Kickstarter has become the place for old folks to spend their money recapturing gaming’s glory days. Well, I was around for those days and there were good things, but also bad. The goal should be to build upon the good, leaving the bad behind to make new, better things. But the internet has spoken and it wants a facsimile of the very first Broken Sword. So George and Nico are back point-and-clicking through a Parisian murder mystery. It’s functional, it’s pretty enough, and the storyline is fairly engaging, but Broken Sword 5: Serpent’s Curse feels derivative of its own legacy.
The success of an adventure game rides almost entirely on the quality of its narrative and Broken Sword 5 has a serviceably intriguing one. George Stobbart, newly employed as an art insurance assessor, is attending an exhibition in Paris insured by his company. His on-again, off-again photojournalist girlfriend Nico Collard is there to cover the story for her newspaper. A guy in a motorcycle helmet shows up, steals a painting, and shoots the gallery owner dead. It’s up to Nico and George to figure out whodunit and why.
The inciting incident is a less cool version of the first game’s, in which a clown blew up a café with an exploding accordion. It’s emblematic of how the entire game comes off like Broken Sword Jr. as you wander the back alleys of Paris uncovering evidence and questioning people. It’s true that all the other games in this series have been weaker than the first, but at least they were trying to do new things, like how Broken Sword 2 was set in South America and played out more like a thriller than a mystery.
It really feels like Revolution Software is trying to give the fans the first game all over again. You even meet many of the same characters, but I always found the draw of this series to be the globetrotting intrigue, not so much the people you meet during said globetrotting. George and Nico are their same old boring selves along with the rest of a well-acted (if hammy) cast. You’ll hear a wide variety of European and Russian accents, although some of them make no sense. Why are Nico and other Parisians speaking heavily-accented English to one another? Wait, why is Nico’s editor American?
The music sounds nearly ripped from the first game. It’s made up of string and horn instruments that pipe in to accentuate key moments. It’s pretty, but I wouldn’t be able to pick it out of a Broken Sword soundtrack line-up.
The graphics attempt to evoke the old games, too. They’re nice, but look too clean and sterile. The old drawings were done by hand and scanned in, while these were obviously entirely computer-created. Furthermore, characters are now pre-rendered 3D models, which makes their animations more stilted. Still, the bright colors and panoramic camera angles make for an overall attractive, though ultimately less impressive, presentation.
The controls are effectively the same as they were for the previous 2D titles in the series, which is perfectly fine as they were always intuitively simple: swipe around to find hotspots and tap to interact with them or to move. Using inventory objects is done by dragging and dropping. This is a modern game designed with touch screens in mind, as opposed to a port like the older titles before it, so it feels tighter and more responsive. However, selecting an item or person and then choosing whether to “interact” or “look” still requires tapping the hotspot, lifting your finger up, and then tapping the appropriate icon, as it was in Broken Sword 2. It’s a little clunky, and odd, as the first game allowed you to do this in one movement.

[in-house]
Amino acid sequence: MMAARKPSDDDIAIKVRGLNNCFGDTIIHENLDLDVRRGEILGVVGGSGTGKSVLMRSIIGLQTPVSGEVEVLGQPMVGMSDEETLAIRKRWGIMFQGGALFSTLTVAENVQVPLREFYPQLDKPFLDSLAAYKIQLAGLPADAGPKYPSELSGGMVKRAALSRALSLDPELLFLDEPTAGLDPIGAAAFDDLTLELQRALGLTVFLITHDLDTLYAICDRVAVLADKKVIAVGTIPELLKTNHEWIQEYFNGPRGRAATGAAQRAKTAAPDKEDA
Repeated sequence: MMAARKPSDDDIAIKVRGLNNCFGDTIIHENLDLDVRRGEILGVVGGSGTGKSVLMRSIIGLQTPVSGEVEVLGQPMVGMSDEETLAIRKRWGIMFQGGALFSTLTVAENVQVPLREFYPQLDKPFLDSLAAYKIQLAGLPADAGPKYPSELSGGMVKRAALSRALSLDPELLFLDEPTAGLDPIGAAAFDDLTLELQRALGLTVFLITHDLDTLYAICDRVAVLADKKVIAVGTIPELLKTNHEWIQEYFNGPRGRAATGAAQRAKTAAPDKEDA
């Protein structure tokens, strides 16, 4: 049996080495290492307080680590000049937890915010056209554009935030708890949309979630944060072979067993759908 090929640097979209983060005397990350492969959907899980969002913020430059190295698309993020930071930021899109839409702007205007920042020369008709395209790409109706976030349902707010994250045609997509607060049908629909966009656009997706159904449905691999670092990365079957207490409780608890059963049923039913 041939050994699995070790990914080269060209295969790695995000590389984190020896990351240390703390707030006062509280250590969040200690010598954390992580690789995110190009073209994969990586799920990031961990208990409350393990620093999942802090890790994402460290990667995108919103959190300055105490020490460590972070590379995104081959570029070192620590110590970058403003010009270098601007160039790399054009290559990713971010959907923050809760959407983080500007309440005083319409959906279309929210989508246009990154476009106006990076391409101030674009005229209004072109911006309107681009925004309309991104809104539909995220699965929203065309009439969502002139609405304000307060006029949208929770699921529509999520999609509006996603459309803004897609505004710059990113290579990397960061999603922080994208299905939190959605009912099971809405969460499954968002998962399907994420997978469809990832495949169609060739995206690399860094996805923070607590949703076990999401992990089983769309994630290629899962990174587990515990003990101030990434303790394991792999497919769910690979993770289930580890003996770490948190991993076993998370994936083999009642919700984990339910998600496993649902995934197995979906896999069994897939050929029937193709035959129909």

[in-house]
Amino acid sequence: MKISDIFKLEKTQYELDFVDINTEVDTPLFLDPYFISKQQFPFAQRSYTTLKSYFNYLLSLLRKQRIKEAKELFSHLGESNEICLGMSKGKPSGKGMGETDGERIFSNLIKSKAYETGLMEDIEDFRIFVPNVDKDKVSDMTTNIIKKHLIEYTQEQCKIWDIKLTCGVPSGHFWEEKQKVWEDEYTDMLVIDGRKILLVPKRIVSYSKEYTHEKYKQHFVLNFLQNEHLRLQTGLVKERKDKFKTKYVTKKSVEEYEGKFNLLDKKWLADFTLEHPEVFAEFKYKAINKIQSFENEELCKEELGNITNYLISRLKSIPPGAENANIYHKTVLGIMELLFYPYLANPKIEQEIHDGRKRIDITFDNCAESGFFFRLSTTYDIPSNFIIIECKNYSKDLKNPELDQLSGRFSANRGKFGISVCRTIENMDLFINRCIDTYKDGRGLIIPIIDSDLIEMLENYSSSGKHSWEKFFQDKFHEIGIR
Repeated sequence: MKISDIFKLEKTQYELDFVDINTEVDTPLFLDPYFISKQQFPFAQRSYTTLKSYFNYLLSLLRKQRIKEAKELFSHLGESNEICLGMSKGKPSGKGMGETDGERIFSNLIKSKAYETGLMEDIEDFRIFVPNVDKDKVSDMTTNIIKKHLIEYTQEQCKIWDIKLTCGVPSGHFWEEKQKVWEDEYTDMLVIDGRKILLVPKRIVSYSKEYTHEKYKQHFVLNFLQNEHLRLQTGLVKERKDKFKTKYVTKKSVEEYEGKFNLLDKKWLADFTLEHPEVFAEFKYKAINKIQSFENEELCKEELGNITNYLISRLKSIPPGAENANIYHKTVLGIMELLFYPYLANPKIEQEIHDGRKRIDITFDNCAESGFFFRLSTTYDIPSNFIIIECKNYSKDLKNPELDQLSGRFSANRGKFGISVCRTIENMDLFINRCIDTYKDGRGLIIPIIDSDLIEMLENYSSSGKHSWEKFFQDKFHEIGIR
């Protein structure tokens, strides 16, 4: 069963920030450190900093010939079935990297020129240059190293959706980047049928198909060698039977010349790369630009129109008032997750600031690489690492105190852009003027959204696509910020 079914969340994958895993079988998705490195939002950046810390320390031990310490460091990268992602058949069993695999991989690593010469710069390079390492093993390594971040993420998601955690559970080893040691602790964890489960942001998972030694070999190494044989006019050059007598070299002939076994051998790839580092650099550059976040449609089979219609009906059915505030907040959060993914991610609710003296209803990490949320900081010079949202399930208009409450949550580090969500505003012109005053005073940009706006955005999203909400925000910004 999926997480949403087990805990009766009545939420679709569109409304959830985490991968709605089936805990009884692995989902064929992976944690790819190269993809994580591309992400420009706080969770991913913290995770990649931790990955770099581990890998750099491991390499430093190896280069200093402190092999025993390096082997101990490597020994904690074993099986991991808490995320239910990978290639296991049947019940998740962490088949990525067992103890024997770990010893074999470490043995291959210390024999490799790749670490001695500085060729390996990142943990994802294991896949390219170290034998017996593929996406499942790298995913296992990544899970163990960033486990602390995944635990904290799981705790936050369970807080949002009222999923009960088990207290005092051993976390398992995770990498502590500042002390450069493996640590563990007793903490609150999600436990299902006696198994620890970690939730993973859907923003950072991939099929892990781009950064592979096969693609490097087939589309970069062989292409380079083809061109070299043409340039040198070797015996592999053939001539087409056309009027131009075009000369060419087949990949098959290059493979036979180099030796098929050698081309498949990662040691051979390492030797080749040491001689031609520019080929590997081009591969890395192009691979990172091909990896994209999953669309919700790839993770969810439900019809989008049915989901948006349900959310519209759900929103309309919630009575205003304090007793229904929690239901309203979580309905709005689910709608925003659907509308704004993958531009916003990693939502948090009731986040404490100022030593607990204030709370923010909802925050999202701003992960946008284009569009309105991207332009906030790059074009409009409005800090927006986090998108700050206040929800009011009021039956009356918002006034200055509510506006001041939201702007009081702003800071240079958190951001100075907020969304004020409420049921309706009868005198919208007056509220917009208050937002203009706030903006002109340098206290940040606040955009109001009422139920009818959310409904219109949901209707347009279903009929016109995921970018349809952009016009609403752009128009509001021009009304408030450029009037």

Welcome innovations are the removal of deaths and the addition of an intuitive hint system, but the game feels overly babying. It’s relentlessly linear; you only need to go to one place to accomplish one thing at any given time. Puzzles typically make more sense than they did in classic adventure games, but only because you’re railroaded into the solutions to the extremely contrived scenarios. Maybe I’m forgetting stuff in my old age, but were the prior Broken Swords so consistently dumb? At one point you have to distract a cop from guarding a door by wheeling out a urinating statue in a trolley and then playing sounds of the ocean on a stereo so that he’ll run off to the bathroom. Wha…?
Broken Sword 5: Serpent’s Curse – Episode 1 is such a retread of the original Broken Sword that, if it weren’t for the characters now carrying cell phones, you might mistake this for the follow-up to the first game. It’s essentially competent, though far too easy and linear. Clocking in at around five hours, this half of the story ends on a cliffhanger. It’s unclear if Episode 2 will require further payment, though it seems likely considering the low asking price of Episode 1. Another $6.99 seems fair to see this mystery through to the end. I’d just prefer it was the conclusion of something new, rather than a dip into 1996 nostalgia.
Is it Hardcore?
This is a relatively easy (half of an) adventure game that looks and sounds pretty enough. If you weren’t around for the golden age of point-and-click, this one isn’t likely to help you understand it as it’s a very average showing for the genre.